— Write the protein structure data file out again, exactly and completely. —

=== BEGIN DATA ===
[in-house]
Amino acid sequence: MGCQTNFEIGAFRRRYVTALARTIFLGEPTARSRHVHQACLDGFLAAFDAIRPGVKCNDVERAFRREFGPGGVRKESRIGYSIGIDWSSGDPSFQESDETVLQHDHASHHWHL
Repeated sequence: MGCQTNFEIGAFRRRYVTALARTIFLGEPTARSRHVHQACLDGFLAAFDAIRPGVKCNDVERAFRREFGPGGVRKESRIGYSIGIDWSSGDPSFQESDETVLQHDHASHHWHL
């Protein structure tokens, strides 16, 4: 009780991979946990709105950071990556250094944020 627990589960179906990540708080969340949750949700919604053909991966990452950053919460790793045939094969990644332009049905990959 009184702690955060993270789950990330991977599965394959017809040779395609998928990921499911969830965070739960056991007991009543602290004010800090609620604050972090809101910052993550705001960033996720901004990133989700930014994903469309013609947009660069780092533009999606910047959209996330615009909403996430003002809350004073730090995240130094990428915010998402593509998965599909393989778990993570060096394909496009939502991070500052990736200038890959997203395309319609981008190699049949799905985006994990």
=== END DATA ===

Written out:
[in-house]
Amino acid sequence: MGCQTNFEIGAFRRRYVTALARTIFLGEPTARSRHVHQACLDGFLAAFDAIRPGVKCNDVERAFRREFGPGGVRKESRIGYSIGIDWSSGDPSFQESDETVLQHDHASHHWHL
Repeated sequence: MGCQTNFEIGAFRRRYVTALARTIFLGEPTARSRHVHQACLDGFLAAFDAIRPGVKCNDVERAFRREFGPGGVRKESRIGYSIGIDWSSGDPSFQESDETVLQHDHASHHWHL
């Protein structure tokens, strides 16, 4: 009780991979946990709105950071990556250094944020 627990589960179906990540708080969340949750949700919604053909991966990452950053919460790793045939094969990644332009049905990959 009184702690955060993270789950990330991977599965394959017809040779395609998928990921499911969830965070739960056991007991009543602290004010800090609620604050972090809101910052993550705001960033996720901004990133989700930014994903469309013609947009660069780092533009999606910047959209996330615009909403996430003002809350004073730090995240130094990428915010998402593509998965599909393989778990993570060096394909496009939502991070500052990736200038890959997203395309319609981008190699049949799905985006994990």